"What's wrong Hose Nose? Did you think we would forget you were a disease?" Steph calling after us, everyone looking and laughing. "Did you actually think that a boy would think you and that noodle nose were attractive?"
Cheryl takes me into the bathroom. She makes sure I am okay and leaves to go gather our shoes. I don't remember hitting my head but there is blood coming from above my eye. I splash cold water on my face. By the time Cheryl returns I am a teary mess on the bathroom floor. She locks the door and sits down next to me. "They are assholes. Who wants friends like that anyway?" Cheryl helps me put my sneakers on the best I could over a very swollen ankle and we leave the bathroom. I am grateful to her for not being angry I had left her alone and making me feel worse than I already did.
Leaving the bathroom I start to make a bee-line for the exit but Chris is leaning on the wall and comes up to me. I push past him as quickly as I could but he jumps in front of me. "I didn't know," he said. I ask him to get out of my way but he will not move. "Listen, I was a jerk. But I didn't know this would happen. Steph said she would give me five dollars to do one skate around the rink with you. I just wanted the money - I didn't know she was going to hurt you. I swear." This time when I go to leave he gets out of my way as I limp as fast as my ankle will let me to get as far away from here as I can.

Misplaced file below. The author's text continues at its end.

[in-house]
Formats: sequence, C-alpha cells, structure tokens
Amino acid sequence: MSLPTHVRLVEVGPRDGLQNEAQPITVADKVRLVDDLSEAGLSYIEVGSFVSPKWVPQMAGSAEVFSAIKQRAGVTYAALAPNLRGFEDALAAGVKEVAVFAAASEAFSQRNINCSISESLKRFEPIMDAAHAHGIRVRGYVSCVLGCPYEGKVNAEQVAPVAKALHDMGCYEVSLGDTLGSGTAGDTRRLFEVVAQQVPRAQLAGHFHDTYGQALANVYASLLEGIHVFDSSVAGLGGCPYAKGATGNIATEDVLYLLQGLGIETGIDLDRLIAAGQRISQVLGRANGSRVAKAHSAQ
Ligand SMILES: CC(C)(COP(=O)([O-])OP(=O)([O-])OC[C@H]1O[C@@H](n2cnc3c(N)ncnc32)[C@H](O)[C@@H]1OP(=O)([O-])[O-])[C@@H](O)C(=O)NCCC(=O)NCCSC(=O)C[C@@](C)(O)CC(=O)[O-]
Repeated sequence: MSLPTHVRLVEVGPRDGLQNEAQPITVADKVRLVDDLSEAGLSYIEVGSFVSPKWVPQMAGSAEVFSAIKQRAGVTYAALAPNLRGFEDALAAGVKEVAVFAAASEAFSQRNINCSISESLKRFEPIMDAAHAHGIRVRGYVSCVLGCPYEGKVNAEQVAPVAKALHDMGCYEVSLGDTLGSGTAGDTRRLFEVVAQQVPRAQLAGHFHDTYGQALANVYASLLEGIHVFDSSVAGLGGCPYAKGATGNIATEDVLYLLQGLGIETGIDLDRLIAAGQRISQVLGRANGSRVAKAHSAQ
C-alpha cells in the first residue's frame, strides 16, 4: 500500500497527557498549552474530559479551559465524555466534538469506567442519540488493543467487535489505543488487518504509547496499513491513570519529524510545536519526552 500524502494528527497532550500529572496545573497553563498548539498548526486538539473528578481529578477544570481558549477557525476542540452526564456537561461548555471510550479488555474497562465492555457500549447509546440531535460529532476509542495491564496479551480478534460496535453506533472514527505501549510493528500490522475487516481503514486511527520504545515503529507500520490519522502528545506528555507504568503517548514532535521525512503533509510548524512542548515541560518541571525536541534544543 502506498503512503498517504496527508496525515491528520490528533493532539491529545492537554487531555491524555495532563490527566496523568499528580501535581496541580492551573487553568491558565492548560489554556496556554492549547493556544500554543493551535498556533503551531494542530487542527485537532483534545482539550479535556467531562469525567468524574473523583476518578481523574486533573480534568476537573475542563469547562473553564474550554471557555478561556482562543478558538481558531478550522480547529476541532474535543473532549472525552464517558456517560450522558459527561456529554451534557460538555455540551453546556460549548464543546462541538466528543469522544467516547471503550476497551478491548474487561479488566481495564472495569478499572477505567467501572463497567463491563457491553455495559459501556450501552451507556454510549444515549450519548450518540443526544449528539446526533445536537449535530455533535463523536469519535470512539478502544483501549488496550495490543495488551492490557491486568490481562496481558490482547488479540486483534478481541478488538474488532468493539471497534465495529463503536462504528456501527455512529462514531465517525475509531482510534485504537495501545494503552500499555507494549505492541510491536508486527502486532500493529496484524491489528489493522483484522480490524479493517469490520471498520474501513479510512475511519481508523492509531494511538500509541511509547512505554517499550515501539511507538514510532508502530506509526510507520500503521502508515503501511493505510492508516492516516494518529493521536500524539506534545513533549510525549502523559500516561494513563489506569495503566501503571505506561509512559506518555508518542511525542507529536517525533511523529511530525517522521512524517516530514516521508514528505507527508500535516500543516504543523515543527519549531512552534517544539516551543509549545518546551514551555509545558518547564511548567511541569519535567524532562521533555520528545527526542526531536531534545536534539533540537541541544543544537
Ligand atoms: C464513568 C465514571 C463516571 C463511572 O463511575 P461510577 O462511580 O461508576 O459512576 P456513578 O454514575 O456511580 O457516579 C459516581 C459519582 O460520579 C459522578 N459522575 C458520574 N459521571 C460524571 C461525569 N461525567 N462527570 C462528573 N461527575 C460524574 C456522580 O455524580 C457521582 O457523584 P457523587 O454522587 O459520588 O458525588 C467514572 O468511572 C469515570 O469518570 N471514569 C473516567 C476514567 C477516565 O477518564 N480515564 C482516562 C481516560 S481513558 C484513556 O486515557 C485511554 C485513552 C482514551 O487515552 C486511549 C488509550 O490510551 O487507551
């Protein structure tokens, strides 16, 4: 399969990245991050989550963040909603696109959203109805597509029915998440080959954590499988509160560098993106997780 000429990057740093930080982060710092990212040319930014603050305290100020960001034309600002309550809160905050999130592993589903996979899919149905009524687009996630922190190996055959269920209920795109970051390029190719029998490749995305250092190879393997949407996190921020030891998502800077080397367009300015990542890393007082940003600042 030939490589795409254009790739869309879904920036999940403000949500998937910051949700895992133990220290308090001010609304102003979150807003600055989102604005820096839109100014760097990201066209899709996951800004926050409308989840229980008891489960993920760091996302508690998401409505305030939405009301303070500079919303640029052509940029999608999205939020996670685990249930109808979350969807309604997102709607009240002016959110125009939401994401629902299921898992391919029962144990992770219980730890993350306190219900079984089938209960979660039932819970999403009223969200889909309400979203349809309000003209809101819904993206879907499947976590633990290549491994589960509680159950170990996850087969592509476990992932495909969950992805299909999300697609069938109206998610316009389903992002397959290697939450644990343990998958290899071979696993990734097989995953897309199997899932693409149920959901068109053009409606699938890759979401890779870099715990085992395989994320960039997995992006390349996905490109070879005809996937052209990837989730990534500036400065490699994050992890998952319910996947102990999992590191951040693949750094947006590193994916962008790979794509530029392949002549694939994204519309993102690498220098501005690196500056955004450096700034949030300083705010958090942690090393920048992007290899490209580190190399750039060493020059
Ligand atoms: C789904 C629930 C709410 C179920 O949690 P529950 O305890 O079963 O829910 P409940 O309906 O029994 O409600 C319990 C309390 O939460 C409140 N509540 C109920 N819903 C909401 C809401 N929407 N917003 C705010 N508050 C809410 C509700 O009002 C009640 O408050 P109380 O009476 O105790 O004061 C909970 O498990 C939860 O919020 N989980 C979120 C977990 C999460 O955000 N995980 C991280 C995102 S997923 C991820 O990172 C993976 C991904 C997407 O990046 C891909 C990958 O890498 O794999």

When I arrive home, I crash onto my bed. Not even my pillow can stifle the sobbing. The lump on my forehead has doubled in size. I'm unable to bend my swollen ankle at all. None of these physical pains are bad enough to compete with the pain of shame and embarrassment. Monday at recess, I will still sit alone. I wanted to be noticed but not like this. I wanted so badly to be a part of the crowd at Wheelie's and now my nightmare will spread whisper to ear through the entire school. I am so stupid for wanting to fit in so badly.
A few hours and many tears later, the time has come for my feeding tube to go back in. From now on, I will gladly take a few anxious hours at home waiting for the new one to go in over the devastation of this afternoon. I will not try to be someone I’m not. I will worry in my room with my books where it is safe. I hold a glass of water to take gulps of because it helps to guide it down. The wire inside will hurt as it passes through the back of my nose. Tonight I quietly I sit down on the chair in the middle of the kitchen bracing myself for my mother to begin. This day has left me feeling so numb, I can't even put up a fight.
What is the point of fighting against who you really are?